Italy Considering Tax to Reduce Bank Fees on Merchant Digital Payments

Italy’s ruling coalition may deploy a tax on banks in its fight against digital payments. 

The coalition’s proposed tax on banks — which has been dubbed a “solidarity tax” — would reduce the fees merchants are charged for accepting digital payments, Reuters reported Wednesday (Dec. 7). 

“An option being discussed is using resources stemming from a solidarity contribution weighing on banks to lower those fees,” Tommaso Foti, a lawmaker from Prime Minister Giorgia Meloni’s Brothers of Italy party, said after a budget meeting, according to the report. 

Beyond that, the government is looking for ways to eliminate banks’ fees on digital payments of less than 15 or 20 euros, Maurizio Lupi, the leader of another party in the coalition, said, per the report.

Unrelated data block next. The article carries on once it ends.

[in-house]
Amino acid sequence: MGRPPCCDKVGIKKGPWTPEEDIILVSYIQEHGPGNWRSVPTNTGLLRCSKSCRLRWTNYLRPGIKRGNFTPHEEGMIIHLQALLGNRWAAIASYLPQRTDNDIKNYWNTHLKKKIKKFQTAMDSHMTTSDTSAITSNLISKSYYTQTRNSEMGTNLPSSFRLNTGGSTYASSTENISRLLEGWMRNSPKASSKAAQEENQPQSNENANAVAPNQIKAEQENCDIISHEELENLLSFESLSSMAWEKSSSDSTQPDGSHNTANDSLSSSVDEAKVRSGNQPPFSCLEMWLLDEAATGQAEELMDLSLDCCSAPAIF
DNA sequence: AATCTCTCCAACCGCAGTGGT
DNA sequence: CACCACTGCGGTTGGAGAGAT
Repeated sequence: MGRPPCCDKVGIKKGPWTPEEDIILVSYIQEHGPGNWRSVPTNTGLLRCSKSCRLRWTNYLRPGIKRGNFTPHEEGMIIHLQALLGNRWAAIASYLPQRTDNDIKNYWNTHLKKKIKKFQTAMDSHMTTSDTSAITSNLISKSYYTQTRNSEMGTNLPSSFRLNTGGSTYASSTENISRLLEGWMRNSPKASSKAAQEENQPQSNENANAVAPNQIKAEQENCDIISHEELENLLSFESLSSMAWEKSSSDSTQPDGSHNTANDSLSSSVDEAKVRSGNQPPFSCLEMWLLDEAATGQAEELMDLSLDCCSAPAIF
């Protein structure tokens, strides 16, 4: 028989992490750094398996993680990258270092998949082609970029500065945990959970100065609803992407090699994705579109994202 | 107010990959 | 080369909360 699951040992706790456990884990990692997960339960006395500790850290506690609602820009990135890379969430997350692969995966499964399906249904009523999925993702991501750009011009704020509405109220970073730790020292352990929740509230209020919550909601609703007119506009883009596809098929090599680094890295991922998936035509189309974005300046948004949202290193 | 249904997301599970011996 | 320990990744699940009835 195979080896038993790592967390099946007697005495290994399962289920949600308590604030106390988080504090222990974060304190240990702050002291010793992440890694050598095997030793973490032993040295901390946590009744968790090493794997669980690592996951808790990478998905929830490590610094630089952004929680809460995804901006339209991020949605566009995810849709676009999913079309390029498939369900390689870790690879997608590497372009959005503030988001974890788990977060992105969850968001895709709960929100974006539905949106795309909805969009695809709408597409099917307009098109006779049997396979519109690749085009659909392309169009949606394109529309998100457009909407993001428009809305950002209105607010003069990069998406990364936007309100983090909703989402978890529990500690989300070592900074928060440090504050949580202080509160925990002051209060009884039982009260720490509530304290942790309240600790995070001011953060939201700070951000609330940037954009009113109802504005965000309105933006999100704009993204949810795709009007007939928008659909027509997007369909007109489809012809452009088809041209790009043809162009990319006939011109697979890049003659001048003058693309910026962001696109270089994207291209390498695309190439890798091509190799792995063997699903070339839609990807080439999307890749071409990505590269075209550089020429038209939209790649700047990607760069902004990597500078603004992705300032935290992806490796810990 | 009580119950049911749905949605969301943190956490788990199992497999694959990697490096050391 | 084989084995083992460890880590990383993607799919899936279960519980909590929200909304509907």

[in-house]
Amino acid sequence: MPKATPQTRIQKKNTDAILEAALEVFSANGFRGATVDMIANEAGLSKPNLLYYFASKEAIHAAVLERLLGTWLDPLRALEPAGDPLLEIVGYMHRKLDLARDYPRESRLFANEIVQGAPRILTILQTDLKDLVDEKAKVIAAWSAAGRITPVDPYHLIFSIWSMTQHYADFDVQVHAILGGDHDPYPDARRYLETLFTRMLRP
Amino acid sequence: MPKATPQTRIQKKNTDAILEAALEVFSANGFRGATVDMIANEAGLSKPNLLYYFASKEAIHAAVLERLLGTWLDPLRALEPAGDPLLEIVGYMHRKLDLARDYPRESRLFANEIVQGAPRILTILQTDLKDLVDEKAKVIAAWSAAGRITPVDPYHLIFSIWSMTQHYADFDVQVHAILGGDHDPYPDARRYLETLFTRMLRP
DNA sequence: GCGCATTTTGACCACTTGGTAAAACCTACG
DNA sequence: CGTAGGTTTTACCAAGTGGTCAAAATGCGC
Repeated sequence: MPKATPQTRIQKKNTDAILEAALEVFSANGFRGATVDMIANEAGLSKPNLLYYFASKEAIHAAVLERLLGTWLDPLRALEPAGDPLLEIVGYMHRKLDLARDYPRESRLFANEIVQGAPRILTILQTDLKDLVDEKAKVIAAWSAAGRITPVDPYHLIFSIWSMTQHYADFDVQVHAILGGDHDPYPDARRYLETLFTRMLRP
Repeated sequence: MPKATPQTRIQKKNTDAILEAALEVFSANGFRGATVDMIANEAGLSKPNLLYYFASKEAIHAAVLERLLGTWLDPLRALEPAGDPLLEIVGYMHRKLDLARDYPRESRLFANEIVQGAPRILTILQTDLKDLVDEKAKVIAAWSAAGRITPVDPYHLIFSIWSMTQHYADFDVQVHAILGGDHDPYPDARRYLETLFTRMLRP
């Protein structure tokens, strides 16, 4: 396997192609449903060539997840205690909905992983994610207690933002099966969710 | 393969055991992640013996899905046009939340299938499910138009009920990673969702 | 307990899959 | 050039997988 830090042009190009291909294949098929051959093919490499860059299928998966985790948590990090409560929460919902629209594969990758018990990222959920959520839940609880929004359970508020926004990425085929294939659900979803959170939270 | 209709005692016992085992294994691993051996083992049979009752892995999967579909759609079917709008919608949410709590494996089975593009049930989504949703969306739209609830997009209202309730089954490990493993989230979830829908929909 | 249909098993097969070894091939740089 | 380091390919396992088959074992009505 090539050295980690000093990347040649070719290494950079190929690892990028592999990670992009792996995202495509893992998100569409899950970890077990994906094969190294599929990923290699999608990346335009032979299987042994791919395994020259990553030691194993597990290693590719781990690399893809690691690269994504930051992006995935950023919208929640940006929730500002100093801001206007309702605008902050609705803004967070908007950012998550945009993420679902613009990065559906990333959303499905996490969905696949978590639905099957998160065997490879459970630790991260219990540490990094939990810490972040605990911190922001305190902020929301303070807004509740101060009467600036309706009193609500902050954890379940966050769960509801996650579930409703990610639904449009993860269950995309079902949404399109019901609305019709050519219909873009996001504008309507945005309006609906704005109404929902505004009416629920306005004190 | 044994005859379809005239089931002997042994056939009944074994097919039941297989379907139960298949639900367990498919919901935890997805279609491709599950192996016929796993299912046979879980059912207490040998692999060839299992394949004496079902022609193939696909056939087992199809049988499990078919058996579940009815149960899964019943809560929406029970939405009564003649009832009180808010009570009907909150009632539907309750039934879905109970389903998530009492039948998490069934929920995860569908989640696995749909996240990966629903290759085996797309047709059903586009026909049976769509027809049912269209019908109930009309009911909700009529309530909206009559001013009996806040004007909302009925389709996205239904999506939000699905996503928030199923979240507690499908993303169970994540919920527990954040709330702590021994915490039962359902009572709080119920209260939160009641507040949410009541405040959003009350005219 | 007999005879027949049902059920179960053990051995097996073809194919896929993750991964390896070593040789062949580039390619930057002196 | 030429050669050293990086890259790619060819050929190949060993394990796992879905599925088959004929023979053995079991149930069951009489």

This news comes three days after Meloni proposed changes in her draft budget for 2023 that would allow merchants to decline digital payments on transactions under 60 euros and increase the limit for legal cash transactions from 1,000 euros to 5,000 euros. 

Meloni has criticized Italy’s long-time efforts to move the country toward digital payments, saying that they are a “hidden tax” on families and small businesses and that cash limits are an attempt by the government to overstep the bounds of its power, the Financial Times reported Sunday (Dec. 4). 

The report noted that Italy is one of Europe’s lowest digital payment adopters, citing figures from the Bank of Italy that show that the average number of card transactions made per year by Italian consumers is 85, compared to European Union (EU) consumers’ 155.9. 

A day after Meloni’s announcement, Italy’s central bank warned the new government about the risks of a cash-heavy economy

Fabrizio Balassone, head of the structural economic analysis directorate of the Banca d’Italia, gave testimony in front of the Italian Parliament on Monday (Dec. 5), in which he warned that such moves could create opportunities for the black economy and tax evasion.